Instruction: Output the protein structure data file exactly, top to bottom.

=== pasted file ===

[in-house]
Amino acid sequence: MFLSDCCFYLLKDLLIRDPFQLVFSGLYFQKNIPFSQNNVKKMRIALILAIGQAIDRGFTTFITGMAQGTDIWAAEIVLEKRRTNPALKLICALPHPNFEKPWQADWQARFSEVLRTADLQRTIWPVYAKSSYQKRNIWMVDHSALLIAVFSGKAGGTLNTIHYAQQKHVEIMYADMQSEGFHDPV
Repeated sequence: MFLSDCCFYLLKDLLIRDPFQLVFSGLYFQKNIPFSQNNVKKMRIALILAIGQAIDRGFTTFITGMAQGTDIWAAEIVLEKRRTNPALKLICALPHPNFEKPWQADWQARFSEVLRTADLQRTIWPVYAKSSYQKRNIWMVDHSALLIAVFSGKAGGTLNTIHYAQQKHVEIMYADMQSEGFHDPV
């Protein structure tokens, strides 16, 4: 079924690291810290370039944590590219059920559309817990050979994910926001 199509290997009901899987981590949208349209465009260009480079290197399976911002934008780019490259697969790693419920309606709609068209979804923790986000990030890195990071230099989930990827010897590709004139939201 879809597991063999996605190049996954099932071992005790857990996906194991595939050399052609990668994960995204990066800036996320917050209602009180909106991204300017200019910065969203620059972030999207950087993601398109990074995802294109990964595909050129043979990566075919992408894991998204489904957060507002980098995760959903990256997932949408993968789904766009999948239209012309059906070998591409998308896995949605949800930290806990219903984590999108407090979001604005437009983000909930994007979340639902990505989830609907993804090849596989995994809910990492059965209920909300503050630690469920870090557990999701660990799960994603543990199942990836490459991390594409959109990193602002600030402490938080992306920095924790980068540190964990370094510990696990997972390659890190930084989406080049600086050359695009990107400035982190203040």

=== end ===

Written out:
[in-house]
Amino acid sequence: MFLSDCCFYLLKDLLIRDPFQLVFSGLYFQKNIPFSQNNVKKMRIALILAIGQAIDRGFTTFITGMAQGTDIWAAEIVLEKRRTNPALKLICALPHPNFEKPWQADWQARFSEVLRTADLQRTIWPVYAKSSYQKRNIWMVDHSALLIAVFSGKAGGTLNTIHYAQQKHVEIMYADMQSEGFHDPV
Repeated sequence: MFLSDCCFYLLKDLLIRDPFQLVFSGLYFQKNIPFSQNNVKKMRIALILAIGQAIDRGFTTFITGMAQGTDIWAAEIVLEKRRTNPALKLICALPHPNFEKPWQADWQARFSEVLRTADLQRTIWPVYAKSSYQKRNIWMVDHSALLIAVFSGKAGGTLNTIHYAQQKHVEIMYADMQSEGFHDPV
């Protein structure tokens, strides 16, 4: 079924690291810290370039944590590219059920559309817990050979994910926001 199509290997009901899987981590949208349209465009260009480079290197399976911002934008780019490259697969790693419920309606709609068209979804923790986000990030890195990071230099989930990827010897590709004139939201 879809597991063999996605190049996954099932071992005790857990996906194991595939050399052609990668994960995204990066800036996320917050209602009180909106991204300017200019910065969203620059972030999207950087993601398109990074995802294109990964595909050129043979990566075919992408894991998204489904957060507002980098995760959903990256997932949408993968789904766009999948239209012309059906070998591409998308896995949605949800930290806990219903984590999108407090979001604005437009983000909930994007979340639902990505989830609907993804090849596989995994809910990492059965209920909300503050630690469920870090557990999701660990799960994603543990199942990836490459991390594409959109990193602002600030402490938080992306920095924790980068540190964990370094510990696990997972390659890190930084989406080049600086050359695009990107400035982190203040």